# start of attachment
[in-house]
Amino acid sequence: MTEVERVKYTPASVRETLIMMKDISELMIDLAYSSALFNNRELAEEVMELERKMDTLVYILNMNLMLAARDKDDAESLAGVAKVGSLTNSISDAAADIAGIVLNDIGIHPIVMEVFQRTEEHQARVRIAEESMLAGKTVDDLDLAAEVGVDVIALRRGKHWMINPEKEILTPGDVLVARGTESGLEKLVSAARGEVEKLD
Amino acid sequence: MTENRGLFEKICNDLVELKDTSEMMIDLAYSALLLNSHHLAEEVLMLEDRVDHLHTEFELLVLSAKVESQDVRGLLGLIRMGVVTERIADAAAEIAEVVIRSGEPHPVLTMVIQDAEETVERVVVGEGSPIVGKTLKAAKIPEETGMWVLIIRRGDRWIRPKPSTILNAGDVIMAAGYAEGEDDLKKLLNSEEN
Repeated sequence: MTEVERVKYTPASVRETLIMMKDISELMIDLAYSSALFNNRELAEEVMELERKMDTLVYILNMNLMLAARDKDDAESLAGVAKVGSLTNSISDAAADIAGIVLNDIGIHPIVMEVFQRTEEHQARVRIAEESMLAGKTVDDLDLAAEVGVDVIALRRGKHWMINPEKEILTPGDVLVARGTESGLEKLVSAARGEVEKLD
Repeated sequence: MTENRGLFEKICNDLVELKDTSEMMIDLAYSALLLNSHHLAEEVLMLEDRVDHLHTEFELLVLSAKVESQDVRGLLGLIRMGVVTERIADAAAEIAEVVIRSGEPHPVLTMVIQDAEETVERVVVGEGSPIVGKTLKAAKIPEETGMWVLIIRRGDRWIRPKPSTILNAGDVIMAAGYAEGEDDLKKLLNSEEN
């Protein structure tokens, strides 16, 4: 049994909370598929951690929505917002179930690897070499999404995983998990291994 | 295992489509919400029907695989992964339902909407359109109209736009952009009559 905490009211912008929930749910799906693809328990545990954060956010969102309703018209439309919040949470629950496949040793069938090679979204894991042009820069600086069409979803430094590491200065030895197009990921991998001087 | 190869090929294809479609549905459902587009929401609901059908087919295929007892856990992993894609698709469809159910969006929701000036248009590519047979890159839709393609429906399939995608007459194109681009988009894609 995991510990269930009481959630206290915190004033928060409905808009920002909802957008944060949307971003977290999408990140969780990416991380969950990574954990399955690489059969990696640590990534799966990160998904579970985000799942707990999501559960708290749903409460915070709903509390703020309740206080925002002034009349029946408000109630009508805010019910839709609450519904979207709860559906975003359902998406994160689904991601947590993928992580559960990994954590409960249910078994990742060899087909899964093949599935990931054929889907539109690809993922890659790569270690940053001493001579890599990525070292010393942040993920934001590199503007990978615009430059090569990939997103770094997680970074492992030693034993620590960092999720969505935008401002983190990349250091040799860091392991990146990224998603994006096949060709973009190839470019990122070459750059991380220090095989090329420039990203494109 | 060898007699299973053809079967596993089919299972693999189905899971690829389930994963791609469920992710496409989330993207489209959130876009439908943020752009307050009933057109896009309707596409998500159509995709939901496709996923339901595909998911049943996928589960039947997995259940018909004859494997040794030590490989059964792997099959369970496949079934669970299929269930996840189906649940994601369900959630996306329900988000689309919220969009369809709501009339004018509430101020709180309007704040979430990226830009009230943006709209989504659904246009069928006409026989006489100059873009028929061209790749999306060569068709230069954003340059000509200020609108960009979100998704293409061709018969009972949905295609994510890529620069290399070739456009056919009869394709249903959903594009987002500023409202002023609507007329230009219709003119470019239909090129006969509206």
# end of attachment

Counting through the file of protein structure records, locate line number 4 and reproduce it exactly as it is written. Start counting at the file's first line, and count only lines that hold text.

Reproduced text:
Repeated sequence: MTEVERVKYTPASVRETLIMMKDISELMIDLAYSSALFNNRELAEEVMELERKMDTLVYILNMNLMLAARDKDDAESLAGVAKVGSLTNSISDAAADIAGIVLNDIGIHPIVMEVFQRTEEHQARVRIAEESMLAGKTVDDLDLAAEVGVDVIALRRGKHWMINPEKEILTPGDVLVARGTESGLEKLVSAARGEVEKLD